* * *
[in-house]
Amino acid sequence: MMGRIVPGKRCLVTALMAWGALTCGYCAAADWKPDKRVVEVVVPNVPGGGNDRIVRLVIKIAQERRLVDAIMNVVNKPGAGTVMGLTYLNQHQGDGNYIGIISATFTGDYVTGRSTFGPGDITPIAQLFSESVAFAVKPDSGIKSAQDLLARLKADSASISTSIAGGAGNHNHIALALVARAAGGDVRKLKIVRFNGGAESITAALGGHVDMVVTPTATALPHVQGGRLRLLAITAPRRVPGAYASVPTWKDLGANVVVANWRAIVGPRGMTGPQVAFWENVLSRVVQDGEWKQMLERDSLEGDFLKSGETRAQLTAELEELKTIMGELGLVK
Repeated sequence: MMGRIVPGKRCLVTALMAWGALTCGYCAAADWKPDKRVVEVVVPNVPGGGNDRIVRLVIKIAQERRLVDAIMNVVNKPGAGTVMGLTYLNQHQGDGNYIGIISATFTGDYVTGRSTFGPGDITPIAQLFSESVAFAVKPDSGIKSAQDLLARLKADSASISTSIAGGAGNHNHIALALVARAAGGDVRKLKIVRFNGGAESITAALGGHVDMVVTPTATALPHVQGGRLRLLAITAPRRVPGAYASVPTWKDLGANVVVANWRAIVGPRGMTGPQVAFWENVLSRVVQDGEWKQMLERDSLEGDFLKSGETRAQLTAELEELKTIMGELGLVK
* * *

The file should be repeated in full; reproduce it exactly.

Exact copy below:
[in-house]
Amino acid sequence: MMGRIVPGKRCLVTALMAWGALTCGYCAAADWKPDKRVVEVVVPNVPGGGNDRIVRLVIKIAQERRLVDAIMNVVNKPGAGTVMGLTYLNQHQGDGNYIGIISATFTGDYVTGRSTFGPGDITPIAQLFSESVAFAVKPDSGIKSAQDLLARLKADSASISTSIAGGAGNHNHIALALVARAAGGDVRKLKIVRFNGGAESITAALGGHVDMVVTPTATALPHVQGGRLRLLAITAPRRVPGAYASVPTWKDLGANVVVANWRAIVGPRGMTGPQVAFWENVLSRVVQDGEWKQMLERDSLEGDFLKSGETRAQLTAELEELKTIMGELGLVK
Repeated sequence: MMGRIVPGKRCLVTALMAWGALTCGYCAAADWKPDKRVVEVVVPNVPGGGNDRIVRLVIKIAQERRLVDAIMNVVNKPGAGTVMGLTYLNQHQGDGNYIGIISATFTGDYVTGRSTFGPGDITPIAQLFSESVAFAVKPDSGIKSAQDLLARLKADSASISTSIAGGAGNHNHIALALVARAAGGDVRKLKIVRFNGGAESITAALGGHVDMVVTPTATALPHVQGGRLRLLAITAPRRVPGAYASVPTWKDLGANVVVANWRAIVGPRGMTGPQVAFWENVLSRVVQDGEWKQMLERDSLEGDFLKSGETRAQLTAELEELKTIMGELGLVK